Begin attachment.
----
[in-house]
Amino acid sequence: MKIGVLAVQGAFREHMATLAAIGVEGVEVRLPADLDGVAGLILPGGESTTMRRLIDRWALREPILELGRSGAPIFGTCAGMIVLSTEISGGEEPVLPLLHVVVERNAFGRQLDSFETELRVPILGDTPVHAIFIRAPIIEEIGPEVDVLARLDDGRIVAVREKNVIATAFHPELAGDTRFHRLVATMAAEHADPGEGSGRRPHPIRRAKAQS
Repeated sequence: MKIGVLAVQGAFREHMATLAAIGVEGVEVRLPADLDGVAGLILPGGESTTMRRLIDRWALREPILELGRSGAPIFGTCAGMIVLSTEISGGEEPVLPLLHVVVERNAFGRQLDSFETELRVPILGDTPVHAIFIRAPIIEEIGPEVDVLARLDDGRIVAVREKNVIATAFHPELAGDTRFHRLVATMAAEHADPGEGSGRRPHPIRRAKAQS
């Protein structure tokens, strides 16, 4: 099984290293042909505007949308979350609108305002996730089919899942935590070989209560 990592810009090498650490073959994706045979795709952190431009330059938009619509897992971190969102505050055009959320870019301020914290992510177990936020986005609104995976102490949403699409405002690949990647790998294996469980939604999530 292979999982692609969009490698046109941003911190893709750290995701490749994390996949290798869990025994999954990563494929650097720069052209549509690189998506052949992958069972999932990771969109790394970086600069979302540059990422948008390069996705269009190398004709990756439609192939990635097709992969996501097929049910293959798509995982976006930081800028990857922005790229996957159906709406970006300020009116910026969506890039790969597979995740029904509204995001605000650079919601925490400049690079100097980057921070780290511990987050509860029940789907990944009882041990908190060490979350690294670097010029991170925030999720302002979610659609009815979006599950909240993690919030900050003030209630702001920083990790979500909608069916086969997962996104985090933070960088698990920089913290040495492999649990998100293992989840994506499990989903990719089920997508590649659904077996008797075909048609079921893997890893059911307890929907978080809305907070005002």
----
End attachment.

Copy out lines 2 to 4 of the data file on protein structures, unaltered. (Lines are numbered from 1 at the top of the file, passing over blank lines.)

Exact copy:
Amino acid sequence: MKIGVLAVQGAFREHMATLAAIGVEGVEVRLPADLDGVAGLILPGGESTTMRRLIDRWALREPILELGRSGAPIFGTCAGMIVLSTEISGGEEPVLPLLHVVVERNAFGRQLDSFETELRVPILGDTPVHAIFIRAPIIEEIGPEVDVLARLDDGRIVAVREKNVIATAFHPELAGDTRFHRLVATMAAEHADPGEGSGRRPHPIRRAKAQS
Repeated sequence: MKIGVLAVQGAFREHMATLAAIGVEGVEVRLPADLDGVAGLILPGGESTTMRRLIDRWALREPILELGRSGAPIFGTCAGMIVLSTEISGGEEPVLPLLHVVVERNAFGRQLDSFETELRVPILGDTPVHAIFIRAPIIEEIGPEVDVLARLDDGRIVAVREKNVIATAFHPELAGDTRFHRLVATMAAEHADPGEGSGRRPHPIRRAKAQS
């Protein structure tokens, strides 16, 4: 099984290293042909505007949308979350609108305002996730089919899942935590070989209560 990592810009090498650490073959994706045979795709952190431009330059938009619509897992971190969102505050055009959320870019301020914290992510177990936020986005609104995976102490949403699409405002690949990647790998294996469980939604999530 292979999982692609969009490698046109941003911190893709750290995701490749994390996949290798869990025994999954990563494929650097720069052209549509690189998506052949992958069972999932990771969109790394970086600069979302540059990422948008390069996705269009190398004709990756439609192939990635097709992969996501097929049910293959798509995982976006930081800028990857922005790229996957159906709406970006300020009116910026969506890039790969597979995740029904509204995001605000650079919601925490400049690079100097980057921070780290511990987050509860029940789907990944009882041990908190060490979350690294670097010029991170925030999720302002979610659609009815979006599950909240993690919030900050003030209630702001920083990790979500909608069916086969997962996104985090933070960088698990920089913290040495492999649990998100293992989840994506499990989903990719089920997508590649659904077996008797075909048609079921893997890893059911307890929907978080809305907070005002």